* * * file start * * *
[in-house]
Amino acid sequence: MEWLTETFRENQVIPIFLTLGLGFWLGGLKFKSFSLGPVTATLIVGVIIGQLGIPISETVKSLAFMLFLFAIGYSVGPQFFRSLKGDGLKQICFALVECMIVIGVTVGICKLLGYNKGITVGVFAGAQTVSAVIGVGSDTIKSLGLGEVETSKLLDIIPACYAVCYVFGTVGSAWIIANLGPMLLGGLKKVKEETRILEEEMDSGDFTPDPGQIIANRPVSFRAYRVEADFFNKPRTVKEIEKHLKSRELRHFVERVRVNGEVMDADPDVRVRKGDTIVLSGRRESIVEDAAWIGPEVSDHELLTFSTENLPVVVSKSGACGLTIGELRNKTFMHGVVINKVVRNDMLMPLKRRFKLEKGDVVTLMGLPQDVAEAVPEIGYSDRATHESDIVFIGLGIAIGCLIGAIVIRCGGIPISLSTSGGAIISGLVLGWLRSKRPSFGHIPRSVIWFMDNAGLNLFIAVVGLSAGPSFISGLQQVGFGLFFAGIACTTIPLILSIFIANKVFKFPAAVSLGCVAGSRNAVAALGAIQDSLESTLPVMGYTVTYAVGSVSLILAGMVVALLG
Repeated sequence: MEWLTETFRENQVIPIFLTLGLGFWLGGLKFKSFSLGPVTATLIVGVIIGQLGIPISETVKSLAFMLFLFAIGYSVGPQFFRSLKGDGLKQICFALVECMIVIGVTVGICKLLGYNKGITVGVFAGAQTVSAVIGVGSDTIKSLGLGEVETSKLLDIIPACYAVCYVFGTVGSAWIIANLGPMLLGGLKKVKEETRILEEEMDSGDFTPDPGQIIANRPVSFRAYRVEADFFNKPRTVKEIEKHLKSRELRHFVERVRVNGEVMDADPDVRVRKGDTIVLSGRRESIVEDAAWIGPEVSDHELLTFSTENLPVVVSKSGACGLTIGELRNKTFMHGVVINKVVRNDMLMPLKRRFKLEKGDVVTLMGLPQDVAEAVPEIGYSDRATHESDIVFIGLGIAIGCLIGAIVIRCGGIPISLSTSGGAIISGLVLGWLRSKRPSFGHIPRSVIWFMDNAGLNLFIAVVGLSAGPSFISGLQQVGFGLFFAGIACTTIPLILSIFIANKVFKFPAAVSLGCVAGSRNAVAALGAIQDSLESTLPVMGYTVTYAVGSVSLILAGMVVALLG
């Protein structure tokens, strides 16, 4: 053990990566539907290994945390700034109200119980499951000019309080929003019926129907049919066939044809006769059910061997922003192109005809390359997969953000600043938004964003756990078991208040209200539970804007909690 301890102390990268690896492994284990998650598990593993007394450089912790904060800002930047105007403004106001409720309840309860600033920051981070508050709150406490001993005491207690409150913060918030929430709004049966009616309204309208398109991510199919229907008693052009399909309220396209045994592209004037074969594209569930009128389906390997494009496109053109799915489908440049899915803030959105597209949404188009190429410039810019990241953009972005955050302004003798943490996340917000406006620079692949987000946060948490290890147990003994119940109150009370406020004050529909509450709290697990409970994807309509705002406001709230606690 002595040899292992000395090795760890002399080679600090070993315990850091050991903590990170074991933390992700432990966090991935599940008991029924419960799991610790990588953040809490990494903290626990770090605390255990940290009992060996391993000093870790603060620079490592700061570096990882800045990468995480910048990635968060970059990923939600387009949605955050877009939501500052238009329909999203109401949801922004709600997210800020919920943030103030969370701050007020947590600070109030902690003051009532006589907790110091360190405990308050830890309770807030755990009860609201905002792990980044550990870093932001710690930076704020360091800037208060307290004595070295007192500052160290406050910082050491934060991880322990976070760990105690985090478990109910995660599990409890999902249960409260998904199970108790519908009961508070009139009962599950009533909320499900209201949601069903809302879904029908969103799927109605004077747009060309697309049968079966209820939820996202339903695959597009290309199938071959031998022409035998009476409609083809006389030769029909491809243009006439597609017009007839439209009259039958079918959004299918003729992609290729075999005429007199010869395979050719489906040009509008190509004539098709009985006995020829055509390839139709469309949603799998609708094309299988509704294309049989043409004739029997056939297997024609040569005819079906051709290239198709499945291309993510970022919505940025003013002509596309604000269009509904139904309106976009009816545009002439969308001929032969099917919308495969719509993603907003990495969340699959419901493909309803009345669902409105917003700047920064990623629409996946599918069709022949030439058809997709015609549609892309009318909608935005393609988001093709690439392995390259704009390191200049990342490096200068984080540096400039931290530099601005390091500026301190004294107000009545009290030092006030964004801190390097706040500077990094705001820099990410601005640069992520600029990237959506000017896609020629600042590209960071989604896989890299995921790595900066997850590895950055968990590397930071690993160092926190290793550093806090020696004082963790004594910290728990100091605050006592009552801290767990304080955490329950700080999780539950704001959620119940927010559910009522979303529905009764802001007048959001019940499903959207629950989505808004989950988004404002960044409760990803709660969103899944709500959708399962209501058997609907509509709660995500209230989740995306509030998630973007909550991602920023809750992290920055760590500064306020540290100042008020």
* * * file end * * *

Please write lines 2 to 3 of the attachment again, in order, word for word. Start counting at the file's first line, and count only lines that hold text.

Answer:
Amino acid sequence: MEWLTETFRENQVIPIFLTLGLGFWLGGLKFKSFSLGPVTATLIVGVIIGQLGIPISETVKSLAFMLFLFAIGYSVGPQFFRSLKGDGLKQICFALVECMIVIGVTVGICKLLGYNKGITVGVFAGAQTVSAVIGVGSDTIKSLGLGEVETSKLLDIIPACYAVCYVFGTVGSAWIIANLGPMLLGGLKKVKEETRILEEEMDSGDFTPDPGQIIANRPVSFRAYRVEADFFNKPRTVKEIEKHLKSRELRHFVERVRVNGEVMDADPDVRVRKGDTIVLSGRRESIVEDAAWIGPEVSDHELLTFSTENLPVVVSKSGACGLTIGELRNKTFMHGVVINKVVRNDMLMPLKRRFKLEKGDVVTLMGLPQDVAEAVPEIGYSDRATHESDIVFIGLGIAIGCLIGAIVIRCGGIPISLSTSGGAIISGLVLGWLRSKRPSFGHIPRSVIWFMDNAGLNLFIAVVGLSAGPSFISGLQQVGFGLFFAGIACTTIPLILSIFIANKVFKFPAAVSLGCVAGSRNAVAALGAIQDSLESTLPVMGYTVTYAVGSVSLILAGMVVALLG
Repeated sequence: MEWLTETFRENQVIPIFLTLGLGFWLGGLKFKSFSLGPVTATLIVGVIIGQLGIPISETVKSLAFMLFLFAIGYSVGPQFFRSLKGDGLKQICFALVECMIVIGVTVGICKLLGYNKGITVGVFAGAQTVSAVIGVGSDTIKSLGLGEVETSKLLDIIPACYAVCYVFGTVGSAWIIANLGPMLLGGLKKVKEETRILEEEMDSGDFTPDPGQIIANRPVSFRAYRVEADFFNKPRTVKEIEKHLKSRELRHFVERVRVNGEVMDADPDVRVRKGDTIVLSGRRESIVEDAAWIGPEVSDHELLTFSTENLPVVVSKSGACGLTIGELRNKTFMHGVVINKVVRNDMLMPLKRRFKLEKGDVVTLMGLPQDVAEAVPEIGYSDRATHESDIVFIGLGIAIGCLIGAIVIRCGGIPISLSTSGGAIISGLVLGWLRSKRPSFGHIPRSVIWFMDNAGLNLFIAVVGLSAGPSFISGLQQVGFGLFFAGIACTTIPLILSIFIANKVFKFPAAVSLGCVAGSRNAVAALGAIQDSLESTLPVMGYTVTYAVGSVSLILAGMVVALLG